Nassau PBA rejects contract that awarded officers with $3K annual stipend for body cameras

The Nassau Police Benevolent Association rejected an eight-and-a-half year contract with the county's police department last week. (Photo by Noah Manskar)

The Nassau County Police Benevolent Association rejected a tentative contract that would provide police officers with a 25 percent raise over eight and a half years and a $3,000 annual stipend to wear body cameras, according to a Newsday report.

Union President James McDermott said the proposed contract was defeated on Dec. 23 by 143 votes, according to Newsday.  McDermott did not provide further specifics on the action taken by the nearly 1,600-member union.  Efforts to reach McDermott or another representative of the union for comment were unavailing.

The $3,000 stipend, according to Newsday, would be awarded annually, but put into the base pay of each officer at the conclusion of the contract.  The proposed deal would have also provided a $2,500 cash payment to each officer, along with another payment of $2,420 on Jan. 1, 2025, according to the report.

The stipend follows an executive order Gov. Andrew Cuomo signed in mid-June that requires each police agency to conduct a plan to “reinvent and modernize police strategies” by April 1, when the state’s next fiscal year begins.

“There’s concessions; there’s always concessions in contracts and in arbitrations, but we do this in order to get guaranteed cash increases into your pocket,” McDermott said in a video circulated to members of the union earlier in December, Newsday reported.

According to figures from another Newsday article published in the summer, the average police officer in Nassau County makes more than $121,000 a year and has an average workweek of under 25 hours, without taking overtime into account. Contract provisions also provide officers with more than 70 days of paid time off.

With the proposed 25 percent increase to the reported average pay of $121,659, the average pay for the officers would increase to more than $152,000.

Nassau County spends $1,148 per capita on police and fire protection while the national median is $359, according to a U.S. News & World Report this year that deemed Nassau County the safest community in America.  Public safety professionals account for 1.26 percent of the county’s population, compared with the national median of 0.70 percent.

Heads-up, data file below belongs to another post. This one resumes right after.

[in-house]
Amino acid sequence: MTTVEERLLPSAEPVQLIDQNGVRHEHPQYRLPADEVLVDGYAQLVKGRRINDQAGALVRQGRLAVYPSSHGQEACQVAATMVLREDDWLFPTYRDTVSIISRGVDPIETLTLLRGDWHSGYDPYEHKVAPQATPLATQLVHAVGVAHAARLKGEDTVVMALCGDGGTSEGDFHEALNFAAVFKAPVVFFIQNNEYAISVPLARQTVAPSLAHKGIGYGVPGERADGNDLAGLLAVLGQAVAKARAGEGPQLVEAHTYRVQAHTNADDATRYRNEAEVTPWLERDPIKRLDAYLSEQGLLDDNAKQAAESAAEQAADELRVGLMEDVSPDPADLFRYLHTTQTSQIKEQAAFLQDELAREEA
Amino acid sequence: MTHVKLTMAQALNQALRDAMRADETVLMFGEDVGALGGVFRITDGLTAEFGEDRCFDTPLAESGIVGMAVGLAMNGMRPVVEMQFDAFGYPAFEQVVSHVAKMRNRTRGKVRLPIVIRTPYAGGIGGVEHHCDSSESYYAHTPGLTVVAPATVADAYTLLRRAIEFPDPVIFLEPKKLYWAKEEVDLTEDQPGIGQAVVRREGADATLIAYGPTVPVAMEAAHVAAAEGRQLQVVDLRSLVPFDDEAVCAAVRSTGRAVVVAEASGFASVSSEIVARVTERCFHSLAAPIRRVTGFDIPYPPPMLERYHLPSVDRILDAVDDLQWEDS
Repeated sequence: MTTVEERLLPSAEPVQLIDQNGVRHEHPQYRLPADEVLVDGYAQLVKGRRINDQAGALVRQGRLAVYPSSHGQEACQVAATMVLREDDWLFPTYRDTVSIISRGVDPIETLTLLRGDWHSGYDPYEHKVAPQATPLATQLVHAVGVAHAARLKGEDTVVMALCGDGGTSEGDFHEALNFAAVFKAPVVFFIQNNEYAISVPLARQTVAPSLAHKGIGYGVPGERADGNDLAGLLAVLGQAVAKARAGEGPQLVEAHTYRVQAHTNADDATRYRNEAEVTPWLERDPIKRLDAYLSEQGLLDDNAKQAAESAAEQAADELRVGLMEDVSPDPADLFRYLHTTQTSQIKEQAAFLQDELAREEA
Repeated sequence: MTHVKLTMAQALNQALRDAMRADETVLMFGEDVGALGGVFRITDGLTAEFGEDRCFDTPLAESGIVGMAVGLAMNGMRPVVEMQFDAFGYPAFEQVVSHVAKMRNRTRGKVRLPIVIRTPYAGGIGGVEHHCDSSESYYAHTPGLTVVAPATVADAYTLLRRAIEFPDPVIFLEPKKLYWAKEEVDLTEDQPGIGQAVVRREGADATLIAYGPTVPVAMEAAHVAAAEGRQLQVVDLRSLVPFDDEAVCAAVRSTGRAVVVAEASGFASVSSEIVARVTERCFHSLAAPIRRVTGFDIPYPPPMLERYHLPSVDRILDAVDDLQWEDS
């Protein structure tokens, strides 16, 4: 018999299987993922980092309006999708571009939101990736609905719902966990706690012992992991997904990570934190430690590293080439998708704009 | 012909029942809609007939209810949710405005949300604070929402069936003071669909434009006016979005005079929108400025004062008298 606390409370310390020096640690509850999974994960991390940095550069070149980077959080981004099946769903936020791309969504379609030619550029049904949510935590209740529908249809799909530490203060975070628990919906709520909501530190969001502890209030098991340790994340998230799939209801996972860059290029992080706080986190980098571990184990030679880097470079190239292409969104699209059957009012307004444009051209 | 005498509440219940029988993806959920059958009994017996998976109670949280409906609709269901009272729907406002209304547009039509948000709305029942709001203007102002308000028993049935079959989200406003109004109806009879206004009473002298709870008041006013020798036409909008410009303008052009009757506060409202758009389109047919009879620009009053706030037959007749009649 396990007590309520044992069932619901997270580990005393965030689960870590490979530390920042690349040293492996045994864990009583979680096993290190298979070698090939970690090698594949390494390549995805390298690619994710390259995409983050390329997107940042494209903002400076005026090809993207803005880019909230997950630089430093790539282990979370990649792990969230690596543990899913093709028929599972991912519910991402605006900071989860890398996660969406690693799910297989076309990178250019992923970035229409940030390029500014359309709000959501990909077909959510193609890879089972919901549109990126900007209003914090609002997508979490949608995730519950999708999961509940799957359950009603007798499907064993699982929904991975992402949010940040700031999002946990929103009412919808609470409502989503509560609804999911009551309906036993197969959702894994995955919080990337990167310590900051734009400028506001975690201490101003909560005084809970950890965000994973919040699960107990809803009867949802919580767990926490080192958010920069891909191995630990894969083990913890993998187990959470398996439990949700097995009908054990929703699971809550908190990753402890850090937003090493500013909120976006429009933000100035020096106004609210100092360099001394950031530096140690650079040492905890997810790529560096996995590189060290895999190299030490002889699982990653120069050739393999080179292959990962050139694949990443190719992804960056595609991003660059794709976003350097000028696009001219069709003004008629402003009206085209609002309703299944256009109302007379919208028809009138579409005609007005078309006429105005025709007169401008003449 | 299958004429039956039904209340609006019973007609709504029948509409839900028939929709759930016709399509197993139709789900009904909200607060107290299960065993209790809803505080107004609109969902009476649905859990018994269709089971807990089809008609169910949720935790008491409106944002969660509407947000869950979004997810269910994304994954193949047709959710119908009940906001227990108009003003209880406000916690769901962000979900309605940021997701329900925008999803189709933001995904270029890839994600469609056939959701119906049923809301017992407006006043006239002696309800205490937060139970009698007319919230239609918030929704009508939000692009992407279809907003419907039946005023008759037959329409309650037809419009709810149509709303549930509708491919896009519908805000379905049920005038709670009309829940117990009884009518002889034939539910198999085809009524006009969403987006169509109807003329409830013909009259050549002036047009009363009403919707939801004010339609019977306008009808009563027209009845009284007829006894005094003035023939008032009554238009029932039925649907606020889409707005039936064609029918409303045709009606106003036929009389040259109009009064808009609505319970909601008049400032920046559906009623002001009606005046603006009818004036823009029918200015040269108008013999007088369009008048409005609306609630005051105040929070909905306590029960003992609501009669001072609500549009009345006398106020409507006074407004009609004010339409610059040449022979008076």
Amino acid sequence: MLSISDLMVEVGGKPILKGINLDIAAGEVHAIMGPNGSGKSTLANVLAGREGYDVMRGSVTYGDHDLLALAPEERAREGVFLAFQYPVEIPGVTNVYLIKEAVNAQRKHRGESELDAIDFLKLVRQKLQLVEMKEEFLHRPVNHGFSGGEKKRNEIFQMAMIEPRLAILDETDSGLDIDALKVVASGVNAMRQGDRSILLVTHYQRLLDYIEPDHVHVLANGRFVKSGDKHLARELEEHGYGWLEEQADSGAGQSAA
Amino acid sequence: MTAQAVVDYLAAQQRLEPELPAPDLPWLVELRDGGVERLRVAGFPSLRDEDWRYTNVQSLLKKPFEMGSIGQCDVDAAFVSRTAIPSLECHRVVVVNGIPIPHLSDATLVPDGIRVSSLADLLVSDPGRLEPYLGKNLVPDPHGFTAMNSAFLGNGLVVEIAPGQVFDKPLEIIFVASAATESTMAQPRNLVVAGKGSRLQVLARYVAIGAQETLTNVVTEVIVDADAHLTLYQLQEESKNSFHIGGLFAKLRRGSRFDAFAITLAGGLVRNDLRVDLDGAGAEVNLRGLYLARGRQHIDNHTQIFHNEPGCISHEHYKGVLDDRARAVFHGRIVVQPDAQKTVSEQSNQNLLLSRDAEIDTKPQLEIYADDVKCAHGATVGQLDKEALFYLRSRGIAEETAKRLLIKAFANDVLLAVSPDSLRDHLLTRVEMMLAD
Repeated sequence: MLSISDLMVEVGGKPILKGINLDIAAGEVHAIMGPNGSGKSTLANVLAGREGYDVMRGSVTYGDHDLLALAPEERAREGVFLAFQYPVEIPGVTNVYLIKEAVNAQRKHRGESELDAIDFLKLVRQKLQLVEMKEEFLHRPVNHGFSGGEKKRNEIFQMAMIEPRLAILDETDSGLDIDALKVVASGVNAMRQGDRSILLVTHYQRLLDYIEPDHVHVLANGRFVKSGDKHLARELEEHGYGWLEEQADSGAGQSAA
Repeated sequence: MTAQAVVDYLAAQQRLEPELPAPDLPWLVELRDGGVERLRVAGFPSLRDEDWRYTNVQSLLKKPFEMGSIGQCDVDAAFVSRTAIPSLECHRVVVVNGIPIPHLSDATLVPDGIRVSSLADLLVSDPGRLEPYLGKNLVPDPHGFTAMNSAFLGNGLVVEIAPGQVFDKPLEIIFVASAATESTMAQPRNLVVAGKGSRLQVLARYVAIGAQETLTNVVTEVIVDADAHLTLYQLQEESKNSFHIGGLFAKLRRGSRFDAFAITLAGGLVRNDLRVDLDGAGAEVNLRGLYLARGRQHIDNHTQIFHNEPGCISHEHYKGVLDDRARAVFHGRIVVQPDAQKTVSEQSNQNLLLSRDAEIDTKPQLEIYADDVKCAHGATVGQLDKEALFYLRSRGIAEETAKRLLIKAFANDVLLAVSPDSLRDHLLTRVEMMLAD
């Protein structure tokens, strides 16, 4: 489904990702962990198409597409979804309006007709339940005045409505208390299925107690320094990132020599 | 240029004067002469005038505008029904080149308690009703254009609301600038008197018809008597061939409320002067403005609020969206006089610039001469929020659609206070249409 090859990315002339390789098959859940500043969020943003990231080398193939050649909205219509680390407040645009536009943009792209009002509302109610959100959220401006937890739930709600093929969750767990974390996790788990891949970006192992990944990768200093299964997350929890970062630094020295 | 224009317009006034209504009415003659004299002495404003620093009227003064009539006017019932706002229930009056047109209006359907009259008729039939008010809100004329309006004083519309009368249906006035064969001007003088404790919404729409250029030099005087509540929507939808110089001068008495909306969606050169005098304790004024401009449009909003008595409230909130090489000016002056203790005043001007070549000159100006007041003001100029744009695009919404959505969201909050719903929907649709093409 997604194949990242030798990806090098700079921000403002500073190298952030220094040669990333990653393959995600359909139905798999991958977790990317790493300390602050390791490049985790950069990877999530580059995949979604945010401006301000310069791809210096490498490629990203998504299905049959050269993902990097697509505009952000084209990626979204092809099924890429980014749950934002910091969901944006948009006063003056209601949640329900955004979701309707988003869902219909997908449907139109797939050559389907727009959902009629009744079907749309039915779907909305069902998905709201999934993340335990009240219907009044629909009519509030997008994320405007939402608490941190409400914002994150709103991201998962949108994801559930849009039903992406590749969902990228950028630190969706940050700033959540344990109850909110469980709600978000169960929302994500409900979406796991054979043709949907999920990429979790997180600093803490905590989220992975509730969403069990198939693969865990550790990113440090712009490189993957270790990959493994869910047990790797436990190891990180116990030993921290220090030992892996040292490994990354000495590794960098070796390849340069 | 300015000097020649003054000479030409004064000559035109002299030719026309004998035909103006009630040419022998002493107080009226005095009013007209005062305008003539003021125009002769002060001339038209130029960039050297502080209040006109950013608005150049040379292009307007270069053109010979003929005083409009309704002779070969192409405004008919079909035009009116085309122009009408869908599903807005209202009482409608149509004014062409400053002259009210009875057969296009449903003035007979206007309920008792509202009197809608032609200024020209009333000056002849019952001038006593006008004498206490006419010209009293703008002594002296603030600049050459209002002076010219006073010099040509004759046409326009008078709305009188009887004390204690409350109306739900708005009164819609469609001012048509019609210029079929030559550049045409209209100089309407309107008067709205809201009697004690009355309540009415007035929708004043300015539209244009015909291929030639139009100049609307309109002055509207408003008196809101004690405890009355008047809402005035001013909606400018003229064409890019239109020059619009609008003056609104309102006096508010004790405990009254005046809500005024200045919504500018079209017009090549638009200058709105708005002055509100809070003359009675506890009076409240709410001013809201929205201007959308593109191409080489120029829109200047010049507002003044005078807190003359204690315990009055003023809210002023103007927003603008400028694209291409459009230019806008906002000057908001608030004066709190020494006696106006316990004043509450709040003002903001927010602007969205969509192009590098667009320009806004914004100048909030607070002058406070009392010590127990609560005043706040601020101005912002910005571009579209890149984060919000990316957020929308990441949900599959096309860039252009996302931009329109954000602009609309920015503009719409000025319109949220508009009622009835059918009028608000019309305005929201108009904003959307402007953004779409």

According to data from, 26 officers in Nassau County retired since Jan. 1, 2020, and the collective pension payments total $3.37 million under the state’s Police and Fire Retirement System. Five of the top 10 officers with the biggest pension amounts have Nassau County listed as their last employer.

Nassau County spokesperson Michael Fricchione said the proposed deal “recognized current financial difficulties and delivered meaningful raises to police officers.”

“The Majority looks forward to the next step in the process and will continue to support agreements that are in the best interest of Nassau residents and the men and women who serve law enforcement,” Richard Nicolello (R-New Hyde Park), presiding officer of the County Legislature, said in a statement.

The tentative deal would increase the out-of-pocket costs for health insurance, according to the report. The agreements between the county and the Superior Officers Association and the Detectives Association both have provisions that provide financial compensation and health benefit parity for public employees, according to Newsday.

The rejection came two weeks after more than 100 people gathered outside the Nassau County legislative building in Mineola to demand more be done for police reform aside from the  $3,000 annual stipend for body cameras.

“This police contract is not considering needed reforms to the police,” Shanequa Levin of Long Island United to Transform Policing & Community Safety said at the protest. “They need to hear us because they don’t care. We need them to know that Black lives matter to us.”

Levin said that the body camera initiative was not a satisfactory resolution to the need for effective police reforms.

“There should be real, structural changes [to the police], and I’m not just talking about damn body cameras where they’re going to get a stipend to wear them,” Levin said. “I’m talking about real change, like how ticketing can be handled differently, how we handle mental health cases differently, how we handle drug cases differently, I’m talking about reducing the footprint of the police in our streets.”

Fred Brewington, a Hempstead-based civil rights attorney, said it is time to take the message of police reform “from the streets to the suites.”

“If we don’t rise up, our ancestors will roll over,” Brewington said. “When we say ‘Black Lives Matter,’ we’re talking about a historical statement that needs to be said. We’re talking about a reason that Black people have been subjugated for 400 years when they came over in the bottom of slave ships.”

William Biamonte, chief of staff to the County Legislature’s Democratic minority caucus, said the group supports police reform.

“It is our duty to hear the public’s voice as we seek to produce a comprehensive, community-driven plan that meets the diverse needs of Nassau County residents while ensuring officers are optimally and appropriately equipped to uphold the highest standards of professionalism as they serve and protect the public,” Biamonte said in a statement two weeks ago.

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Robert Pelaez

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